Advanced Computer Networks


Most classes will have one or two assigned readings, which we will all read prior to class and discuss during the class. Reading the papers is essential to getting the most out of this course!

You must submit (on the wiki) a paper review for each of the assigned readings. A one-paragraph review is sufficient (longer is usually not better!). Your reviews should not summarize the paper or repeat the abstract — we all read the paper already. Instead your review should include at least two comments on the paper. Your comments should supply information that is not in the paper itself. For example, a comment might be:

Here is an example of a review that is not good:

The paper introduces Inter-Galactic Networking, or IGN, which solves the problem of sending messages between galaxies. The authors introduce a novel protocol that can send packets long distances via a distributed array of wormhole actuators. The paper evaluated the design with a simulation and showed a 57% improvement over IP. Then the authors analyzed the delivery probability of messages and tradeoffs between delivery time and cost of replication along multiple paths. Also, on page 7 the authors misspelled "ambidextrous". The first author's mother was a hamster and his father smelt of elderberries.

That review is bad because it summarizes the paper (old news: we already read the paper!) and gives no interesting new thoughts or information. Worse still, it's long. Here is an example of a review that is good:

(1) The simulation was relatively realistic, but didn't measure the total round-trip latency including wormhole setup time for a new destination. So it was hard to know the range of distances at which IGN works better than traditional Inter-Planetary Networking. If most communication is local, IGN would help for only a minority of traffic. (2) The theoretical analysis is particularly valuable because their statistical techniques can probably be applied to terrestrial delay-tolerant and underwater networks too.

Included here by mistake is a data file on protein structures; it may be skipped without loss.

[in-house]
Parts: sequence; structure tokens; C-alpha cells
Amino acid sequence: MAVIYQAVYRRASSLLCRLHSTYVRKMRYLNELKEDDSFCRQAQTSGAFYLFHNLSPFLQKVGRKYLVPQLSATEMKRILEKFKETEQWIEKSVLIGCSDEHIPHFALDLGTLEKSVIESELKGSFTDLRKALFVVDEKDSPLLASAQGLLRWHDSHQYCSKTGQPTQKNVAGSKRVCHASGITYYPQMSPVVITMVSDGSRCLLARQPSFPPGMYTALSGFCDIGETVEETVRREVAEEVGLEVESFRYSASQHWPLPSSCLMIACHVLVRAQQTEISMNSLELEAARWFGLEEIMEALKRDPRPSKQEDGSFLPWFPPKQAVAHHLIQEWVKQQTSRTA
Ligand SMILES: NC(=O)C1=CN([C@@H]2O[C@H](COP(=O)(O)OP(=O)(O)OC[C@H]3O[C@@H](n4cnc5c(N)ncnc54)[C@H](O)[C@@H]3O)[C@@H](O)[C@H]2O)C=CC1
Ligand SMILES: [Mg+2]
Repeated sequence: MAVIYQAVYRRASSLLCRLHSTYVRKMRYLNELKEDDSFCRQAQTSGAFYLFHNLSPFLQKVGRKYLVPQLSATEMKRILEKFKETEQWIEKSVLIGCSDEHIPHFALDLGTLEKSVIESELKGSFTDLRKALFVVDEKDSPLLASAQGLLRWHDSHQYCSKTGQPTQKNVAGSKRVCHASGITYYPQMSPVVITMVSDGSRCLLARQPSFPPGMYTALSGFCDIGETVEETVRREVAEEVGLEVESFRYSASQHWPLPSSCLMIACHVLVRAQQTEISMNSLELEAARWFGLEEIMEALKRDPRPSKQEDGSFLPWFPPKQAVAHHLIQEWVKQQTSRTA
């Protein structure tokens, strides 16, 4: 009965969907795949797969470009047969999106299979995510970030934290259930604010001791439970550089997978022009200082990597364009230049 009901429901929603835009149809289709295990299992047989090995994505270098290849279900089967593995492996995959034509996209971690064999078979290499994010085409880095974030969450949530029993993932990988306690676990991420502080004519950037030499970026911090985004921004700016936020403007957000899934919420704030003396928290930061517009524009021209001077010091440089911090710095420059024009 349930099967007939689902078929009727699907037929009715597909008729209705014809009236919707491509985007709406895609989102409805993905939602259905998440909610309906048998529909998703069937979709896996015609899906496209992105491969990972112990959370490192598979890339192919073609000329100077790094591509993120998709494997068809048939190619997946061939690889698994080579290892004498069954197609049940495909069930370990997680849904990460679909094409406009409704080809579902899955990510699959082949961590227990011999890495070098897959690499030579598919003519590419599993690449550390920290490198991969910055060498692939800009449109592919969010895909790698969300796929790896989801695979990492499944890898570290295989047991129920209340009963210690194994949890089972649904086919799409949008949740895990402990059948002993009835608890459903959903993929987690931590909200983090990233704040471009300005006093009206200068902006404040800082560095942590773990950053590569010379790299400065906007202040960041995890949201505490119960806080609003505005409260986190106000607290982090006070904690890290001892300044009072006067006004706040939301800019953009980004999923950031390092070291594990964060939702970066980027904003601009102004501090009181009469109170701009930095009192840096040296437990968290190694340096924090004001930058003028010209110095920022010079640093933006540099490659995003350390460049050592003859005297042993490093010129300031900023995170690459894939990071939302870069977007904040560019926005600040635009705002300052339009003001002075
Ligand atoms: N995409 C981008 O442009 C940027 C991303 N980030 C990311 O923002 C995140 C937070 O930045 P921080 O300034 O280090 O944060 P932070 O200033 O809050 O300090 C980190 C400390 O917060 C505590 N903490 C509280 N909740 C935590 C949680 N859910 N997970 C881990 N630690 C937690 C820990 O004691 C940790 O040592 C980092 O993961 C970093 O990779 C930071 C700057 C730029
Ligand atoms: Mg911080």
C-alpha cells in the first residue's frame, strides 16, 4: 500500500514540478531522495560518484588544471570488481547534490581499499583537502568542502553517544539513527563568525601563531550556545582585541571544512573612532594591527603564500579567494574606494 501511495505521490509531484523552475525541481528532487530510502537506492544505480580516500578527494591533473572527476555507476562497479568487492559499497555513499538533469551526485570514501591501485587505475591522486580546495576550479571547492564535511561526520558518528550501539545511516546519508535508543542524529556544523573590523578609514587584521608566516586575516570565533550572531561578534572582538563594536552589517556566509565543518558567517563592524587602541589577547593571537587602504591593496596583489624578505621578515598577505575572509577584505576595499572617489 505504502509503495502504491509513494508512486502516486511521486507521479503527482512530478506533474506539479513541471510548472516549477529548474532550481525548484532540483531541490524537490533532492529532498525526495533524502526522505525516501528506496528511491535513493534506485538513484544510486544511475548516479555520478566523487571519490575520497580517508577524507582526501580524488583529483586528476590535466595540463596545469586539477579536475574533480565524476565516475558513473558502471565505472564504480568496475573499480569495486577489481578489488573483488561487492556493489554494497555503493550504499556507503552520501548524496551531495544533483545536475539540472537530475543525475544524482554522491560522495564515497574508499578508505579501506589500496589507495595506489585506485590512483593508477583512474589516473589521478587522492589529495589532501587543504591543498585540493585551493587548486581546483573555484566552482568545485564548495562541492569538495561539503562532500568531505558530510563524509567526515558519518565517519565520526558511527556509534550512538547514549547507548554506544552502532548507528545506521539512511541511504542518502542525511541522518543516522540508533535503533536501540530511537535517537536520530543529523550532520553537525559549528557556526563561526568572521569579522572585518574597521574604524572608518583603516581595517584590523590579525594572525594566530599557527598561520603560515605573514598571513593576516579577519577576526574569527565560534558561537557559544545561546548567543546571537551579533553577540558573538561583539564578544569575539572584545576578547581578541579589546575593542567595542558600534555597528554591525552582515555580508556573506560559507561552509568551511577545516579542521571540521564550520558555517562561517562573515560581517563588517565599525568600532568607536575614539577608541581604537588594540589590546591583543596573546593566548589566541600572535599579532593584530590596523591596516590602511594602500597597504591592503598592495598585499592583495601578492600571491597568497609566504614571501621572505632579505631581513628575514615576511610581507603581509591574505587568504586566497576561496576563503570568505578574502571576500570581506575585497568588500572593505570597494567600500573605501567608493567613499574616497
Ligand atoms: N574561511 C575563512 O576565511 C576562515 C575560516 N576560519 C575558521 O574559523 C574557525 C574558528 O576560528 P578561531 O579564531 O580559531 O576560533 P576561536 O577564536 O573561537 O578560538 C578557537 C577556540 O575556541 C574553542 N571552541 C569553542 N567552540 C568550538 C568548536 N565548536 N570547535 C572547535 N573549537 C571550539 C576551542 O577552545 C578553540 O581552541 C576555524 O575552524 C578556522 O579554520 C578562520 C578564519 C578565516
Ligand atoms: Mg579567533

Submit your review by 11:59 pm the night before the lecture for which the paper was assigned, by posting it on the class wiki. You are encouraged to read, think about, and comment on the other students' reviews, so that our time will be productive when we are all together discussing the papers. Please write your review before you read the other students' comments! Your reviews should contain at least some material that doesn't appear in the other students' reviews. (If you independently produce the same comment, that's fine. Copying other students' reviews, however, is obviously plagiarism. Thus it's safest if you write your review before looking at what others wrote.)

You may skip any 2 paper reviews over the course of the semester without affecting your grade. You may find this useful if you attend a conference, have a qualifying exam, etc. Except in extreme cases, the instructor will not grant additional free passes on the reviews.

Class participation

Comment, question, and interact! I ask that you do not use laptops during class. This way, we'll all be maximally engaged.

Topic presentations

Each student will give a presentation on one topic during the semester. The goals are for you to learn more about a particular area of interest related to our assigned readings, and give an overview of what you learned to the rest of the class. Here is what you should do:

  1. Early in the semester, we'll match students to the available topics.
  2. To prepare for your presentation, pick one "primary paper" to cover in depth, and 2-3 related papers. You can choose these papers from the optional readings for your topic on the course web site (not the required reading!), or others that you find. At least one related paper should be one you find on your own.
  3. At least one week before your presentation date, tell me what papers you plan to cover, and arrange a meeting time with me to go over your draft presentation. I will then approve the papers or suggest other papers you should cover instead or in addition to what you pick.
  4. Prepare a presentation on your topic. The presentation should do two things. First, it should describe the primary paper and how it relates to the required reading for that day (this should take roughly 10 minutes of your presentation). Second, it should summarize the 2-3 related papers (this should take roughly 5 minutes of your presentation) and compare them to your primary paper, the required reading, and/or other research in this area.